The John Dortch archaeological site is located near St. Francisville, West Feliciana Parish, Louisiana. Occupied between 1794 and 1799, the site, then part of Spanish West Florida, is one of only a few Spanish-colonial period settlements in the area. Dortch, a Revolutionary War veteran from South Carolina, settled his family here while Spain was still in control of the region. While most contemporary sites in South Louisiana yield French ceramics despite being under Spanish rule, excavation of the Dortch site produced numerous English wares and very few French ceramics.
Approximately 5 percent of the artifacts recovered from the site are historic ceramics. These consist mostly of creamware and pearlware in a variety of decorations. Other English wares within the assemblage include black-glazed redware, delft, basalt, and unglazed red stoneware.
A mere seventy sherds of creamware are decorated, yet the variety of decoration is remarkable. The decorations employed include overglaze transfer-printed sherds in red as well as black; overglaze hand-painted sherds in red; and molded sherds. Several of the black transfer-printed sherds were reconstructed into a portion of a Liverpool jug commemorating the Revolutionary War (fig. 1). The pattern, “Success to the United States of America,” is considered rare in antique collections. The molded sherds represent portions of a breadbasket and a candlestick.
Over half of the pearlwares are decorated and mostly represent teawares. The majority of these are polychrome hand-painted wares (fig. 2), whereas others exhibit molding, fluting, or annular banding. The remaining hand-painted pearlware vessels have blue Chinese motifs, in imitation of Chinese porcelain. One such motif occurs on a cup, a plate, and a saucer (fig. 3).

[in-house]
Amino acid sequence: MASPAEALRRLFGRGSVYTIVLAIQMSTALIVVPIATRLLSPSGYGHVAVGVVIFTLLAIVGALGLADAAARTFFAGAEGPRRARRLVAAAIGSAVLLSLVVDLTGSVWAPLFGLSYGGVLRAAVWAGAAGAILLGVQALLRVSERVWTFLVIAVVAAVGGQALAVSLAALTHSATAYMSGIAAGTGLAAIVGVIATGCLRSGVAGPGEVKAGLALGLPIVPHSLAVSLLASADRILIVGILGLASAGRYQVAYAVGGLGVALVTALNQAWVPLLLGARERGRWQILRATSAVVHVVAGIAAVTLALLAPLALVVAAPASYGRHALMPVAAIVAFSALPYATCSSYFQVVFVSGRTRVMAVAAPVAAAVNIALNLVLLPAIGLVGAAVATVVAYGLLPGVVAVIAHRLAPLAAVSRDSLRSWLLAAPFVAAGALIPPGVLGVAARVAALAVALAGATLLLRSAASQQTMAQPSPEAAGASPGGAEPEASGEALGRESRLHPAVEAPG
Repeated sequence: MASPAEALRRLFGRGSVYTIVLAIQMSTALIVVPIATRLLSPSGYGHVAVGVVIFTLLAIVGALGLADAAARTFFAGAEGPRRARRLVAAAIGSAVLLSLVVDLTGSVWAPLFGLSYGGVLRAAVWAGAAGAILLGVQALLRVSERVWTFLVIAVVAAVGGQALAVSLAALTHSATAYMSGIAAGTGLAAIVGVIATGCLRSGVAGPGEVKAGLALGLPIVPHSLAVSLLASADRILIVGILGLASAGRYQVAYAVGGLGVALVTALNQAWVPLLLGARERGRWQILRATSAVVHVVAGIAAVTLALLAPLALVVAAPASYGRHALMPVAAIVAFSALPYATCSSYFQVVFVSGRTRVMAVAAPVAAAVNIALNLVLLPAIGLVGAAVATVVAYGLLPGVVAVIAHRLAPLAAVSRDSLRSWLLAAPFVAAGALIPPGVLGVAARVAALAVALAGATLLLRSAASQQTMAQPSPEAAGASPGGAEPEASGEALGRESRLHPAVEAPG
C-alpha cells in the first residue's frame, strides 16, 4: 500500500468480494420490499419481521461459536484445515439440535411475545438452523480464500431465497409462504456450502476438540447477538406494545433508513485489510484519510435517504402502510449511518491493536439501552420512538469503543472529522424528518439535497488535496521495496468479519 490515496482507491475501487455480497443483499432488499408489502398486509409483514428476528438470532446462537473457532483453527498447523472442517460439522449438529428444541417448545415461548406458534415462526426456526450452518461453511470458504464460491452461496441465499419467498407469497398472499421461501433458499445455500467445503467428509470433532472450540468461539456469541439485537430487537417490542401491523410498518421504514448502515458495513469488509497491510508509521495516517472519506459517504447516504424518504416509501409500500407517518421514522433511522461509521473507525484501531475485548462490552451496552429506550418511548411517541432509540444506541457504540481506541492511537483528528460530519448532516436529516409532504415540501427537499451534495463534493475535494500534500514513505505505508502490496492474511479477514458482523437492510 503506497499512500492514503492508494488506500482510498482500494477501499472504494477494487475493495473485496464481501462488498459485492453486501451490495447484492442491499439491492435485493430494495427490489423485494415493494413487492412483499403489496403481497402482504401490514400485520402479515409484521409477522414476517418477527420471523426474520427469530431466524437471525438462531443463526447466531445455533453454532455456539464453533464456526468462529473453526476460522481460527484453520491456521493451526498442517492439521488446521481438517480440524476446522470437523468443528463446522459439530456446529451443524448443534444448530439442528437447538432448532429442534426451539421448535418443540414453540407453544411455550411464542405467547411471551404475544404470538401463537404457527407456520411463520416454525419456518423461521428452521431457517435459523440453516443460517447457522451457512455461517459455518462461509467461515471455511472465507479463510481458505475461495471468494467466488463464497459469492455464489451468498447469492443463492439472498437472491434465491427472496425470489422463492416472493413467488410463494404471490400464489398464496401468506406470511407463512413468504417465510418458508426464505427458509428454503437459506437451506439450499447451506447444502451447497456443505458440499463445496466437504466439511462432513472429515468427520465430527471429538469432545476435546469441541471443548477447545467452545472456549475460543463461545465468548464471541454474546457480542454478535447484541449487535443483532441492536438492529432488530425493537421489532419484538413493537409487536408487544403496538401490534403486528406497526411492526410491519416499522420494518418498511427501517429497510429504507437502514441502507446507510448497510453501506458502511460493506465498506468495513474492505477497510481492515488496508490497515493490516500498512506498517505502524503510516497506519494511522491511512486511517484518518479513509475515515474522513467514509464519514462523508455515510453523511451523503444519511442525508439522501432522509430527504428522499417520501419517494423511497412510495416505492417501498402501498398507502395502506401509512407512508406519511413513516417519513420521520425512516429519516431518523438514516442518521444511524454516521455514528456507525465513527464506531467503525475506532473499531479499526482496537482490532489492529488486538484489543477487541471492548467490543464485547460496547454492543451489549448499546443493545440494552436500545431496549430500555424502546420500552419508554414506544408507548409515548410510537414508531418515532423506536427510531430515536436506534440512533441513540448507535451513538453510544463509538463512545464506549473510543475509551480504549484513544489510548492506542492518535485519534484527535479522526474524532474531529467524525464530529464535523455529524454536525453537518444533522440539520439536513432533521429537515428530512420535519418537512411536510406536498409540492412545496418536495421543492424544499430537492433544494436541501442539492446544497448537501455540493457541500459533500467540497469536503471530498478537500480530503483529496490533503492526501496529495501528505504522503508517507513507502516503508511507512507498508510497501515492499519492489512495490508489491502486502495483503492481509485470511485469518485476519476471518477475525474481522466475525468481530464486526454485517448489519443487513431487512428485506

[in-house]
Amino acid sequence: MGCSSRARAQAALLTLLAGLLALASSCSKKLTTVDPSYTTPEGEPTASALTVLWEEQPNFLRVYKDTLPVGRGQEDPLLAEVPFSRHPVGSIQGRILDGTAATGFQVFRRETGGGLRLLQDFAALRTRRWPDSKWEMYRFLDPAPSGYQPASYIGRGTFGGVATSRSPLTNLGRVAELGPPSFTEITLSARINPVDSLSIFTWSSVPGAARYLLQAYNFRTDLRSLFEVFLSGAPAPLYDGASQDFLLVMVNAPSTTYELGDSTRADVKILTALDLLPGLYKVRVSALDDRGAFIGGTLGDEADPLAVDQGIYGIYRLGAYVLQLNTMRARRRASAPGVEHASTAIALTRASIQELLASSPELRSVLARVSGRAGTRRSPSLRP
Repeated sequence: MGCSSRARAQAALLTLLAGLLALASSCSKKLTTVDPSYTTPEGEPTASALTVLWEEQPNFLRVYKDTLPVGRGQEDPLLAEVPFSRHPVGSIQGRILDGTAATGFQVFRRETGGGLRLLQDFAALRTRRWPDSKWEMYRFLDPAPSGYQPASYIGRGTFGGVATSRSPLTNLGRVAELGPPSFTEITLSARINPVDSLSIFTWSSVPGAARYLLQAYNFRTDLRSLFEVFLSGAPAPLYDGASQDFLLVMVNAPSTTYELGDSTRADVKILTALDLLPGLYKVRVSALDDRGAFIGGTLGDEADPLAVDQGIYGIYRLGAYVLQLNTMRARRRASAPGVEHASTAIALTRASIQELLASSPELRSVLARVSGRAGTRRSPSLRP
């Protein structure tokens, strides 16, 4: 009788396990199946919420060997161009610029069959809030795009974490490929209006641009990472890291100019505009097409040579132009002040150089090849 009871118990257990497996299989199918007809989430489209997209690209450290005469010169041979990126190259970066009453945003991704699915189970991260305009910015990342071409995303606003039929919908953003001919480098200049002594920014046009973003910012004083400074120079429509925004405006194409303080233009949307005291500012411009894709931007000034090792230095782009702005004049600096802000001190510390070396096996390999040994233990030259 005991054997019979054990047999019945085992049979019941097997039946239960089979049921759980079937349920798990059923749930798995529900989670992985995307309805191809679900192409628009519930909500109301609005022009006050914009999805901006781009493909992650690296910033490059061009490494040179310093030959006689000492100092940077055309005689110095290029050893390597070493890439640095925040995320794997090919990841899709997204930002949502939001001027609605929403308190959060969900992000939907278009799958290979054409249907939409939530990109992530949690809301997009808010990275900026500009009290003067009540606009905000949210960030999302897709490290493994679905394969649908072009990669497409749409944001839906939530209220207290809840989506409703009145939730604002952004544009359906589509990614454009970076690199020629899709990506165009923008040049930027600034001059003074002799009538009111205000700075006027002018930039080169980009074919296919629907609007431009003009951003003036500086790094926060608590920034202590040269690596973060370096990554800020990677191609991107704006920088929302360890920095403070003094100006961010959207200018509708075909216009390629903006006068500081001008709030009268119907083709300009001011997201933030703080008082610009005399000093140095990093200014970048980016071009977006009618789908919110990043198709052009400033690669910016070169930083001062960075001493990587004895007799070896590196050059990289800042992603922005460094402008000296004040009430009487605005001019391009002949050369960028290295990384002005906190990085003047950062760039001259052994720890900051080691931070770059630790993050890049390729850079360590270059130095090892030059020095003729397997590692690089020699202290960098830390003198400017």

Blue and green edgewares represent the second most popular pearlware decoration recovered. A few pearlware sherds are also transfer-printed in blue, with Chinese motifs. One has even been fashioned into a gaming piece (fig. 4).
A small percentage of the ceramics recovered are tin-enameled wares, primarily identified as delft. Most of the delft sherds represent a large portion of a flower bowl form (fig. 5)—one of the most remarkable finds from the Dortch site, with its powder purple and polychrome hand-painted decoration. Although delft is common at English-colonial archaeological sites, very few sherds of delft have ever been recovered from Louisiana archaeological sites, and even fewer have been decorated.
Dortch apparently brought a number of English ceramics from South Carolina when he moved to Spanish West Florida circa 1793. The variety, quantity, and quality of English ceramics indicate that he was a man of means. The assemblage’s well worn and highly fragmented condition suggests that the Dortch home served as an inn or meeting hall along a remote frontier road for wealthy businessmen, politicians, traders, and possibly even local revolutionaries.
Sara A. Hahn
Coastal Environments, Inc.
Jug sherds, Liverpool, ca. 1785–1790. Creamware. (Photos, courtesy Coastal Environments, Inc.) The transfer print commemorates the Revolutionary War with the “Success to the United States of America” pattern.
Fragments of hand-painted polychrome vessels found at the Dortch site, Staffordshire, ca. 1795–1799. Pearlware.
Hand-painted blue teawares, Staffordshire, ca. 1780–1799. Pearlware. Scale is in inches and centimeters
Transfer-printed blue wares from the Dortch site, Staffordshire, ca. 1790–1799. Pearlware. The sherd at the upper left was fashioned into a gaming piece.
Flower bowl, England, eighteenth century. Tin-glazed earthenware. Examples of English delft are rarely found on Louisiana sites. Scale is in inches and centimeters.
David Arman and Linda Arman, Anglo-American Ceramics Part 1, Transfer Printed Creamware and Pearlware for the American Market 1760–1860 (Portsmouth, R.I.: Oakland Press, 1998), p. 181.
Jill-Karen Yakubik, “Ceramic Use in Late-Eighteenth-Century and Early-Nineteenth-Century Southeastern Louisiana” (Ph.D. diss., Tulane University, New Orleans, 1990), pp. 289–91; Jeffrey P. Brain, Tunica Treasure (Cambridge, Mass.: Peabody Museum of Archaeology and Ethnology, Harvard University; Salem, Mass.: Peabody Museum of Salem, 1979), p. 44.